Here is information on ways you can use comfrey. And here’s an article that describes how to grow, harvest, and use comfrey.

17. Elderberry

Ancient herbalists used elderberry to help treat cold and flu symptoms. Chemicals in the plant’s berries and flowers help reduce swelling in the sinuses and mucous membranes, relieving nasal congestion. You should not consume raw elderberries; using them as a tincture or syrup is best. This video shows you how to make elderberry syrup with dried elderberries.

18. Flaxseed

Ground flaxseed is a source of insoluble and soluble fiber that can promote the growth of good bacteria in the gut and help relieve constipation. Derived from the flax plant, flaxseed is easy to add to cereals, breads, and smoothies for a fiber-rich diet.

You can buy ready-to-eat ground flaxseed or whole flaxseed that you grind at home in a food processor or coffee grinder. Ground flaxseed is recommended because it is much easier to digest. Here’s more on the benefits of flaxseed.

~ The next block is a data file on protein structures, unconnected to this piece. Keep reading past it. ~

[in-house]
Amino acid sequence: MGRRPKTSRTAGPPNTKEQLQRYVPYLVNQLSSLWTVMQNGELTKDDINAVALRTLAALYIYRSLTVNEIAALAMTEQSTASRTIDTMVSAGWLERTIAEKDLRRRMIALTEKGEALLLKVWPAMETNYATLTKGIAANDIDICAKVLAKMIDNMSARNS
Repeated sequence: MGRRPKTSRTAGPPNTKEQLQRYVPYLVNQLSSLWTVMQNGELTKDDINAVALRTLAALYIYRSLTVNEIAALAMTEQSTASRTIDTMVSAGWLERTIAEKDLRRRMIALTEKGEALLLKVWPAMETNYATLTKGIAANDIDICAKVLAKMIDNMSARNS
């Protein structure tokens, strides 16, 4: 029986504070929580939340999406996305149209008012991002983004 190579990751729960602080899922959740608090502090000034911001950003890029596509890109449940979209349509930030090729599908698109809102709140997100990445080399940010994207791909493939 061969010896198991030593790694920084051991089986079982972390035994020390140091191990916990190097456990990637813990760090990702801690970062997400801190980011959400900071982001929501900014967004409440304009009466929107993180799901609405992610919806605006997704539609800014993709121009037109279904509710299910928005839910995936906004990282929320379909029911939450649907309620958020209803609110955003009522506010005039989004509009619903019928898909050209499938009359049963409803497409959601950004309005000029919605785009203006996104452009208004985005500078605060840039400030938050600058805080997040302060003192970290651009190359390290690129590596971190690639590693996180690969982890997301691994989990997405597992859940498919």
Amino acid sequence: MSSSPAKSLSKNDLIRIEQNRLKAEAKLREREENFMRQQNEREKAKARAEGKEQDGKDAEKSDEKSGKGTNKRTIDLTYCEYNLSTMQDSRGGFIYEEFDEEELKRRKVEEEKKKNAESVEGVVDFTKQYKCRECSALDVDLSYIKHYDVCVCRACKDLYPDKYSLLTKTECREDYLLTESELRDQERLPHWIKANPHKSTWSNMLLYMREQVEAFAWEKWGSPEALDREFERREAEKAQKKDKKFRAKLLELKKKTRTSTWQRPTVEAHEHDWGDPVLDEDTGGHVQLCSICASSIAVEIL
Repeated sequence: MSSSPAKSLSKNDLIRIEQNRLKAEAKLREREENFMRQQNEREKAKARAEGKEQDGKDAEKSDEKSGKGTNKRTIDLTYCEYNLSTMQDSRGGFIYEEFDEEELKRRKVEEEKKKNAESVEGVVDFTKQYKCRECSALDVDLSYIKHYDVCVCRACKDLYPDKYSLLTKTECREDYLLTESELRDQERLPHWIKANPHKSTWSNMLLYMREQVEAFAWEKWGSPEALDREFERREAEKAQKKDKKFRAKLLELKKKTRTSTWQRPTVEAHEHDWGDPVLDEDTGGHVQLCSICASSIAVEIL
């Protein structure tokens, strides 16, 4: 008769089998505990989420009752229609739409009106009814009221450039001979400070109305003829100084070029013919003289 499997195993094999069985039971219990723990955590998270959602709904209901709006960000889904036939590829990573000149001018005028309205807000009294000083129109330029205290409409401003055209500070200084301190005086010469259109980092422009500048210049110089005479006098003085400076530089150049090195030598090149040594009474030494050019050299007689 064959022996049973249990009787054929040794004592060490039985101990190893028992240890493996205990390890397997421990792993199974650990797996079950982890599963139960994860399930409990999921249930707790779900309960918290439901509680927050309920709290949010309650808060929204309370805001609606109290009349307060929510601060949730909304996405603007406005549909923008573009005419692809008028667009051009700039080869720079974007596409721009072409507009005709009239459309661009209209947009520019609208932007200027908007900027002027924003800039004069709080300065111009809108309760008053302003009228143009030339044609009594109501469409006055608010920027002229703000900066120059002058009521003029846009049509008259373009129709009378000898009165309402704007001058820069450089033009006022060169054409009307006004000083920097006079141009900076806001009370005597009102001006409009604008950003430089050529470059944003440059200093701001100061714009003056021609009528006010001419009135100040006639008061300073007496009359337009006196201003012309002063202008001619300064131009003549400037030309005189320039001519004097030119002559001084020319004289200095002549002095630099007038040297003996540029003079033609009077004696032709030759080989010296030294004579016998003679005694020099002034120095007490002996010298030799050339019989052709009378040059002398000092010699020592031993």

19. Thyme

You can brew up a natural expectorant with thyme tea. Simply place two tablespoons of fresh thyme (or one tablespoon of dried thyme) in a cup of hot water. Steep for about three minutes before draining out the thyme.

You can drink as is or add a little honey as a sweetener. And here’s how to make thyme syrup to help treat cough and cold symptoms.

20. Blackberries

Blackberries are rich in tannins, which health practitioners have long known to help ease problems in the intestinal tract. Blackberries also contain anthocyanin, which is thought to be helpful in treating inflammation. Here’s how to forage blackberry leaves and make blackberry tea to help treat diarrhea.

21. Cucumbers

You’ve probably seen photos of people with cucumber slices on their eyelids and wondered if this practice has any real benefit. Here’s the scoop. Cucumbers are rich in antioxidants that can help decrease swelling and relieve pain in the delicate eye area.